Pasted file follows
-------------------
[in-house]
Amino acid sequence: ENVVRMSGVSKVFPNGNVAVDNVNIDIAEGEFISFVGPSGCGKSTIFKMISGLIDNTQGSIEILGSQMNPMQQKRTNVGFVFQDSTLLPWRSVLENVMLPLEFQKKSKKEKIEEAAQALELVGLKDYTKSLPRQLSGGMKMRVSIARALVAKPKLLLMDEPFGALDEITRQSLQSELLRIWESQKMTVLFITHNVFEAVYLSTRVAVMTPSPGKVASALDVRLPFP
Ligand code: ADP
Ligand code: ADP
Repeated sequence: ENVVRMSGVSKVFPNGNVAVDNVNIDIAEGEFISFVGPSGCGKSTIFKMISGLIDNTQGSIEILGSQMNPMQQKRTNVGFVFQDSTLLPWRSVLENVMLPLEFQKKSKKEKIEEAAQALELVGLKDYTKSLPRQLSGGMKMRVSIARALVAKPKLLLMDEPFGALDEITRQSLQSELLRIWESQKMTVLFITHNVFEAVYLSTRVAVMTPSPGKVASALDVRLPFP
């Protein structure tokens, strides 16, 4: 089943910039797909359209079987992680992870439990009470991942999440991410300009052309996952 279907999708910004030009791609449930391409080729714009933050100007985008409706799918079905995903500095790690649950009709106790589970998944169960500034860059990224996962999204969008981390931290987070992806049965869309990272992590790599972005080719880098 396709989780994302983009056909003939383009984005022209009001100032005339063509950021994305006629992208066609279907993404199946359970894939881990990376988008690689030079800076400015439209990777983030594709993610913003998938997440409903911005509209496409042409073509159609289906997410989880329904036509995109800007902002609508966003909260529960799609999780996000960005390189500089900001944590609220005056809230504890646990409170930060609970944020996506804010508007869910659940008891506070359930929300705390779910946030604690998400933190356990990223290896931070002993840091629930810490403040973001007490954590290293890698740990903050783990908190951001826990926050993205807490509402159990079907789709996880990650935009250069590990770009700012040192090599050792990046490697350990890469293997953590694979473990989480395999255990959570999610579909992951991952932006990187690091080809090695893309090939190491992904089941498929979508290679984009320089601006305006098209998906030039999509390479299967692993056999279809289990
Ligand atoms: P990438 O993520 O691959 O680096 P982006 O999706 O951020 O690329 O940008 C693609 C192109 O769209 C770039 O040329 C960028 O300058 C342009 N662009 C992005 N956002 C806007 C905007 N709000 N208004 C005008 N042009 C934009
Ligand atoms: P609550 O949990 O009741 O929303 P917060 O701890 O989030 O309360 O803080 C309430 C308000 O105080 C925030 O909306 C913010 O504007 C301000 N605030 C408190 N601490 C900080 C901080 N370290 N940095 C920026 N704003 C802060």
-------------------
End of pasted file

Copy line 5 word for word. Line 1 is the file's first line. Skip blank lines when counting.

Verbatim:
Repeated sequence: ENVVRMSGVSKVFPNGNVAVDNVNIDIAEGEFISFVGPSGCGKSTIFKMISGLIDNTQGSIEILGSQMNPMQQKRTNVGFVFQDSTLLPWRSVLENVMLPLEFQKKSKKEKIEEAAQALELVGLKDYTKSLPRQLSGGMKMRVSIARALVAKPKLLLMDEPFGALDEITRQSLQSELLRIWESQKMTVLFITHNVFEAVYLSTRVAVMTPSPGKVASALDVRLPFP